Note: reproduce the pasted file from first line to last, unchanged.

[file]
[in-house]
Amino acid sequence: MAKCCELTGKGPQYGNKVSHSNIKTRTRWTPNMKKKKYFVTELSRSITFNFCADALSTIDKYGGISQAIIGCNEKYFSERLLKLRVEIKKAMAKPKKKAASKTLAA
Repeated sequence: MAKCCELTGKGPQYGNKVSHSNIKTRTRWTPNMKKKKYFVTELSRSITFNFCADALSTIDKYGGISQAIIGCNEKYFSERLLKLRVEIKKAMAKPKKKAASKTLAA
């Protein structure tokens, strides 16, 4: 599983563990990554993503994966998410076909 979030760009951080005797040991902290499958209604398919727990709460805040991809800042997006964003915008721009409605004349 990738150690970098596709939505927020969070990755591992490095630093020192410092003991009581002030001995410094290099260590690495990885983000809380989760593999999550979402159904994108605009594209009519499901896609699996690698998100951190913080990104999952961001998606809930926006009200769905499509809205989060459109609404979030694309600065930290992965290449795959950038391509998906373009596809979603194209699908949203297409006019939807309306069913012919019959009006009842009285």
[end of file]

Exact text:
[in-house]
Amino acid sequence: MAKCCELTGKGPQYGNKVSHSNIKTRTRWTPNMKKKKYFVTELSRSITFNFCADALSTIDKYGGISQAIIGCNEKYFSERLLKLRVEIKKAMAKPKKKAASKTLAA
Repeated sequence: MAKCCELTGKGPQYGNKVSHSNIKTRTRWTPNMKKKKYFVTELSRSITFNFCADALSTIDKYGGISQAIIGCNEKYFSERLLKLRVEIKKAMAKPKKKAASKTLAA
């Protein structure tokens, strides 16, 4: 599983563990990554993503994966998410076909 979030760009951080005797040991902290499958209604398919727990709460805040991809800042997006964003915008721009409605004349 990738150690970098596709939505927020969070990755591992490095630093020192410092003991009581002030001995410094290099260590690495990885983000809380989760593999999550979402159904994108605009594209009519499901896609699996690698998100951190913080990104999952961001998606809930926006009200769905499509809205989060459109609404979030694309600065930290992965290449795959950038391509998906373009596809979603194209699908949203297409006019939807309306069913012919019959009006009842009285």